Comedian Chris Hardwick, whose offbeat humor embraces nerdiness, has purchased a house in the Hollywood Hills for $2.05 million. Out-of-the-ordinary features include an outdoor mosaic tile bath with a 200-year-old faucet and a log cabin art studio. The 4,200-square-foot home has wrought-iron balconies, vaulted ceilings, two fireplaces, four bedrooms and four bathrooms. There are terraced gardens and stone walls on the quarter-acre lot. Even though the 1924 house recently underwent a three-year makeover, Hardwick has some plans of his own and has hired Finton Construction to complete the work.
November 25, 2012 | By Emily Alpert
From bloodshed in Gaza to forgiveness in Myanmar, here are five stories you shouldn't miss from this past week in global news: Brazil education standards contribute to learning crisis In Myanmar, returning exiles show capacity for forgiveness China dissident Ai Weiwei basks in his relative liberty Middle East shifts may weaken Iran's influence with Palestinians Egypt's President Mohamed Morsi walks tightrope in...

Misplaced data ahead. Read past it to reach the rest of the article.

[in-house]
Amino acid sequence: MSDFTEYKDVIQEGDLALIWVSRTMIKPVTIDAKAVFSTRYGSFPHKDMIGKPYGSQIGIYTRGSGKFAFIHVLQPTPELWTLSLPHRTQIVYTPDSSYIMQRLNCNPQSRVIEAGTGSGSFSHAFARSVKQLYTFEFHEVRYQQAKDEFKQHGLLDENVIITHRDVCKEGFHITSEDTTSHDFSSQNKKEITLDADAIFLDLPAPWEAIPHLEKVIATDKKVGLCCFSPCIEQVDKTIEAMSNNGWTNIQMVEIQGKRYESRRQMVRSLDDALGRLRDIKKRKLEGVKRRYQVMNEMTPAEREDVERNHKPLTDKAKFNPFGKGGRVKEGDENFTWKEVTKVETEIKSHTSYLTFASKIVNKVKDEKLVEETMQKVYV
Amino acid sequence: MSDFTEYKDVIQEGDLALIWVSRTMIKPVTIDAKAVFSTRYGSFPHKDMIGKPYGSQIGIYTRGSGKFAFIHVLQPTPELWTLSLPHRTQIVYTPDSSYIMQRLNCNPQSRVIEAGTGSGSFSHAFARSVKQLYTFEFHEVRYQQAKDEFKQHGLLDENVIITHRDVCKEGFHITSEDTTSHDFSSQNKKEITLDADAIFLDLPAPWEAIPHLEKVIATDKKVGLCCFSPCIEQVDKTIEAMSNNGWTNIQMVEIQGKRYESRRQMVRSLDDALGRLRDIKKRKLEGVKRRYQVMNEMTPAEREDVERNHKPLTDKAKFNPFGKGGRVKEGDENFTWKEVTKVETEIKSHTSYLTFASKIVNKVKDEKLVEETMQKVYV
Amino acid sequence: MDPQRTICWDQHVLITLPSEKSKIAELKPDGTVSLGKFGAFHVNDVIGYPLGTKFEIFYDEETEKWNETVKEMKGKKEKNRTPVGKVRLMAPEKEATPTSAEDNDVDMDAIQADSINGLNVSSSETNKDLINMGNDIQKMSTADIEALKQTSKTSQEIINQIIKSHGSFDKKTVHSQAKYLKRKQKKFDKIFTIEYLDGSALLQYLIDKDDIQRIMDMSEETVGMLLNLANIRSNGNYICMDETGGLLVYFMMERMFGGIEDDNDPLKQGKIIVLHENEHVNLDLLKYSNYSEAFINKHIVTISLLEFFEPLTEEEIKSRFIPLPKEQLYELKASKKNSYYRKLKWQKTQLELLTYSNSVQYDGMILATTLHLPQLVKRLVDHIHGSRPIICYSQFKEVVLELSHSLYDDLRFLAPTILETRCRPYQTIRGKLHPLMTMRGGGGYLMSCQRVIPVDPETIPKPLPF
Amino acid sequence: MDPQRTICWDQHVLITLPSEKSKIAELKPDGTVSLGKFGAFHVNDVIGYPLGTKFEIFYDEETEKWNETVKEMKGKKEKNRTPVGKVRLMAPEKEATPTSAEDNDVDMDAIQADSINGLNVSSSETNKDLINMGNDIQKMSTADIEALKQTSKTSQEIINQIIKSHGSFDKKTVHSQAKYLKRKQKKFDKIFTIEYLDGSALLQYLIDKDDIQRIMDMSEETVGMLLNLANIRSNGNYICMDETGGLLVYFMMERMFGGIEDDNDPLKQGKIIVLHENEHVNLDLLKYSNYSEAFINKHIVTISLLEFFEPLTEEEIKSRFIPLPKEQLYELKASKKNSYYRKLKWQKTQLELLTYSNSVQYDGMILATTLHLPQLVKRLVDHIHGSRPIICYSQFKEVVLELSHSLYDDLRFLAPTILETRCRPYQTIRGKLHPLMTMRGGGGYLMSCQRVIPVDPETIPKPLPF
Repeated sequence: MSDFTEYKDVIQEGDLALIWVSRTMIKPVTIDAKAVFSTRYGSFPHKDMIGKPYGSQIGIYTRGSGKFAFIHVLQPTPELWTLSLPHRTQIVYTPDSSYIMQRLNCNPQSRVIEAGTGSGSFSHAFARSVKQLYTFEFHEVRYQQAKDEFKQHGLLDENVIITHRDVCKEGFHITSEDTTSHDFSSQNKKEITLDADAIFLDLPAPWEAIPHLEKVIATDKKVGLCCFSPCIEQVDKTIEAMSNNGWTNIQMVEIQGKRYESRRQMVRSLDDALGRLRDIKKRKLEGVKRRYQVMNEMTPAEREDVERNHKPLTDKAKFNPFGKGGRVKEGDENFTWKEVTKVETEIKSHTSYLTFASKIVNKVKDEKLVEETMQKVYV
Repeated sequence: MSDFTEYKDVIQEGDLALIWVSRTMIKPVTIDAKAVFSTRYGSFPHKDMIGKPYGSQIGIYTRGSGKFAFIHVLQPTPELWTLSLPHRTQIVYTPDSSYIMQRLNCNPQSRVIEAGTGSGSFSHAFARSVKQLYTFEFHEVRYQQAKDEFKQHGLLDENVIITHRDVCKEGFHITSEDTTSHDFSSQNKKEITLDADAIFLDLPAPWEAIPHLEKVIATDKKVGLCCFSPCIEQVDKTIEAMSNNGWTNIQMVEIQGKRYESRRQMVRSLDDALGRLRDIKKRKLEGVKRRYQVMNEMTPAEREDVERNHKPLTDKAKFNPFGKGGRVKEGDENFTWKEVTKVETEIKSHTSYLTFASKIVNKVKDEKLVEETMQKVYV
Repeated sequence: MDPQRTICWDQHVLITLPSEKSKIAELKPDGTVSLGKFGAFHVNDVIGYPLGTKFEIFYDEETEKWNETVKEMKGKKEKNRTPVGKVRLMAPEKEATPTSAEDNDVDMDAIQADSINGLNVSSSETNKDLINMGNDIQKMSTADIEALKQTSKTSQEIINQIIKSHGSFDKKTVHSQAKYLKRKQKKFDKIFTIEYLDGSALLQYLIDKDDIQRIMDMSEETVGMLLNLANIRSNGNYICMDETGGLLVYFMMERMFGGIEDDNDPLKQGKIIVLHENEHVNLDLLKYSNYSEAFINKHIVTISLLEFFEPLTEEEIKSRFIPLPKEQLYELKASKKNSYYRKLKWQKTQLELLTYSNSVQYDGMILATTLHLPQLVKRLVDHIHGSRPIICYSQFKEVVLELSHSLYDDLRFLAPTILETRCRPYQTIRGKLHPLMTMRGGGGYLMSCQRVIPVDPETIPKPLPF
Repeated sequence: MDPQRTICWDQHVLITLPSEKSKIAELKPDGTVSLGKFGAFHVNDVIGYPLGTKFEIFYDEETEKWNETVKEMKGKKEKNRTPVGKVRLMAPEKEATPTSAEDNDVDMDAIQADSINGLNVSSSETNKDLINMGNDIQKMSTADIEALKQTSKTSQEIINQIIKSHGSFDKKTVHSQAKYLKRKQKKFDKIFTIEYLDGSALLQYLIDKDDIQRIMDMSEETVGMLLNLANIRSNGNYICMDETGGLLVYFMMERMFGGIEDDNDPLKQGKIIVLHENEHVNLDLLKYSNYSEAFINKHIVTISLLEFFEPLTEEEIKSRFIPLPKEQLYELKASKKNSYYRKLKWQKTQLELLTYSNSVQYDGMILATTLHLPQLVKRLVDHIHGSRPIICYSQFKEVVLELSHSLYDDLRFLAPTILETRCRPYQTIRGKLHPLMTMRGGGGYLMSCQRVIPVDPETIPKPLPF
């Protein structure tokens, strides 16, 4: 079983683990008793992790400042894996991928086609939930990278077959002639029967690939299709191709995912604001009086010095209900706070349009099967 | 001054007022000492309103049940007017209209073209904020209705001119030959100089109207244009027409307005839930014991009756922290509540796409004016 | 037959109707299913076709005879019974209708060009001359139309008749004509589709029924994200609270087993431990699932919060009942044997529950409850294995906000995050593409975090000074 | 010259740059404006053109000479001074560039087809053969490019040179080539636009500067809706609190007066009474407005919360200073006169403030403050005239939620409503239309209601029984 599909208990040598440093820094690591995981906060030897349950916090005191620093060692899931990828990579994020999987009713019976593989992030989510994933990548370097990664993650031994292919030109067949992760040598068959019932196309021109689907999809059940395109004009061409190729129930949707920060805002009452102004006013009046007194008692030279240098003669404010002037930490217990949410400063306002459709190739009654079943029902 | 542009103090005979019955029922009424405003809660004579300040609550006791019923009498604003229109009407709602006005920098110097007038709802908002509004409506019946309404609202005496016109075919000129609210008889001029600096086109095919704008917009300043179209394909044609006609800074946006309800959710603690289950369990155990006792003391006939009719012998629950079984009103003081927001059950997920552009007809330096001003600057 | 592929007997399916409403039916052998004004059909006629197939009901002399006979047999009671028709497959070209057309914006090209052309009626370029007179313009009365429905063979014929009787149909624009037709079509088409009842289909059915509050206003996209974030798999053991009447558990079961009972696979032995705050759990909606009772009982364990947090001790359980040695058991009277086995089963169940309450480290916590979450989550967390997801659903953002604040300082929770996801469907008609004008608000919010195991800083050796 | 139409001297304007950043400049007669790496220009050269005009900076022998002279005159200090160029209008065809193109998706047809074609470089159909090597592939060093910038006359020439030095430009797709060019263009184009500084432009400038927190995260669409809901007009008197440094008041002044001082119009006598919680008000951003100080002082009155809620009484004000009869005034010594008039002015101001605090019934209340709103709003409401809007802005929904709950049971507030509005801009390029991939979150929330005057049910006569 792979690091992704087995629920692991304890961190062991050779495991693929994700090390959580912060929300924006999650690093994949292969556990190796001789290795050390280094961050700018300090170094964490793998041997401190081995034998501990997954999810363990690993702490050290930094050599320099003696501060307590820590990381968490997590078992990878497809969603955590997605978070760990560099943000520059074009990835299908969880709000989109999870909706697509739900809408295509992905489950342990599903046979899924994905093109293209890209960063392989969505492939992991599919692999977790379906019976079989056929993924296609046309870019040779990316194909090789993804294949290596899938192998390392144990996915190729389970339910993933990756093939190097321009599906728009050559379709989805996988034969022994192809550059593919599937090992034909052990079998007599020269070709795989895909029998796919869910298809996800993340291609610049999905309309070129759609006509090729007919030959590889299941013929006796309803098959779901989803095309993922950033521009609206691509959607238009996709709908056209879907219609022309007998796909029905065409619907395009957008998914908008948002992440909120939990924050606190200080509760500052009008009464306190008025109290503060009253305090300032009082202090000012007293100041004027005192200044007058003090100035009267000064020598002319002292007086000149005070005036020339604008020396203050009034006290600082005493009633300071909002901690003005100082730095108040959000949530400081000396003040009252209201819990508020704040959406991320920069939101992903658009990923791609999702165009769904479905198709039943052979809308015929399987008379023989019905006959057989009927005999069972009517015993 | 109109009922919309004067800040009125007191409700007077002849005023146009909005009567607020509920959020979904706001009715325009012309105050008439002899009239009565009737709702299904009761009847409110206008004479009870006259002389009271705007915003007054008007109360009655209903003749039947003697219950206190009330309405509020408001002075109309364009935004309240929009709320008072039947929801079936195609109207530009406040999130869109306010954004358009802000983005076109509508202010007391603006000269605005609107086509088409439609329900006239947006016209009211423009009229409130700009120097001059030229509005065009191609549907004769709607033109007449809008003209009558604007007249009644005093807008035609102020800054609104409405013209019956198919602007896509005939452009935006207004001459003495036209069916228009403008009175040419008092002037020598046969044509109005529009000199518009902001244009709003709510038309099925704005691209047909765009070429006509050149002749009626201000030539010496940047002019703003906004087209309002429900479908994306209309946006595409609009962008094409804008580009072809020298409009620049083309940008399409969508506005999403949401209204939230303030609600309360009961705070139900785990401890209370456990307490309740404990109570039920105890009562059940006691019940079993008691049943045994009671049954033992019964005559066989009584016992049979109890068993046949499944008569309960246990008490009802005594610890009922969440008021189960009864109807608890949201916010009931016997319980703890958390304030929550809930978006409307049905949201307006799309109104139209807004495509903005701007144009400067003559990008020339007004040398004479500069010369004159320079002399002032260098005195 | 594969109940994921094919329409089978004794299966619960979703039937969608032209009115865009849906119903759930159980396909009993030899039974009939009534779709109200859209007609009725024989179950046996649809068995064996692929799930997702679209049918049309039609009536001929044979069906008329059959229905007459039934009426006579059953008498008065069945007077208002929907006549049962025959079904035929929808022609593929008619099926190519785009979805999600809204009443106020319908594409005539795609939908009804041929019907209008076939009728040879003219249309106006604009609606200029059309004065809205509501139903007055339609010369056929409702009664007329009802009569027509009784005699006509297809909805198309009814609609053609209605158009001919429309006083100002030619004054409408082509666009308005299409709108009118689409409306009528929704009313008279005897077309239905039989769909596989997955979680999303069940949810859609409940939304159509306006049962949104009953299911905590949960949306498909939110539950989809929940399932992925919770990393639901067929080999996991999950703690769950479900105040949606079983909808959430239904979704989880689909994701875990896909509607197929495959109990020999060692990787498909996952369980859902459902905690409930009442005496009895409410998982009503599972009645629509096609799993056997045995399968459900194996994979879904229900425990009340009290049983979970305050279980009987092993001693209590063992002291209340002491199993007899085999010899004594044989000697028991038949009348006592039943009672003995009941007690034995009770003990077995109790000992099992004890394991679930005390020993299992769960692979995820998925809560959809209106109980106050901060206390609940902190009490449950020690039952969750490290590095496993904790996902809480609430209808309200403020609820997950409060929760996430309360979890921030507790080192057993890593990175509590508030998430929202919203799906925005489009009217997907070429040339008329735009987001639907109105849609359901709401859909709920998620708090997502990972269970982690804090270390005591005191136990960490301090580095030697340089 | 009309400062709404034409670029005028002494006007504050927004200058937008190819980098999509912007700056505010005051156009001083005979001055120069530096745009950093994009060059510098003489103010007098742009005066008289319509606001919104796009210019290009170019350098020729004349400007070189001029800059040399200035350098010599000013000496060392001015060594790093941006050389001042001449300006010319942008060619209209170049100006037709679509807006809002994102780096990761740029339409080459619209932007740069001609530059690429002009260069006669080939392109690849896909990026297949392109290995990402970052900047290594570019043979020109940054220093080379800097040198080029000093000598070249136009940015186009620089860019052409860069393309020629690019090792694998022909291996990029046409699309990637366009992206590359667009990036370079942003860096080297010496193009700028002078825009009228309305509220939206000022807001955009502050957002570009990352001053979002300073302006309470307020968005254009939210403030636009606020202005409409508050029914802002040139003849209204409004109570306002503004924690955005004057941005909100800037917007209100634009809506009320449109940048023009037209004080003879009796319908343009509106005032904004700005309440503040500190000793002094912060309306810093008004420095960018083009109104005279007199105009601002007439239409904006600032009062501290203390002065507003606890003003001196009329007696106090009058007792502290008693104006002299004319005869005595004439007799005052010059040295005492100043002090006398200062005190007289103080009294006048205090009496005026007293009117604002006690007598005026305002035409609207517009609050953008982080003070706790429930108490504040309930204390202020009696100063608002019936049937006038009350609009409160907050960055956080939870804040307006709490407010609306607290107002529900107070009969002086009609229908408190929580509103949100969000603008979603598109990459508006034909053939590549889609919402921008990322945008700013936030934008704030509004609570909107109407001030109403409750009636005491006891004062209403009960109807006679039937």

November 20, 2012 | By Chris Foster
UCLA defensive end Datone Jones remembers attending a show at a comedy club with teammate Eric Kendricks two years ago. It was hard to be inconspicuous. Kendricks and his wild jet-black hair — picture the image of a cartoon character who has stuck a finger in a light socket — became an easy target. "Every comedian picked on him," Jones said. "One guy called him 'High School Musical.' " Coach Jim Mora rolled his eyes at this, saying, "Did the guy know who Eric was? I mean, you might want to be careful doing that.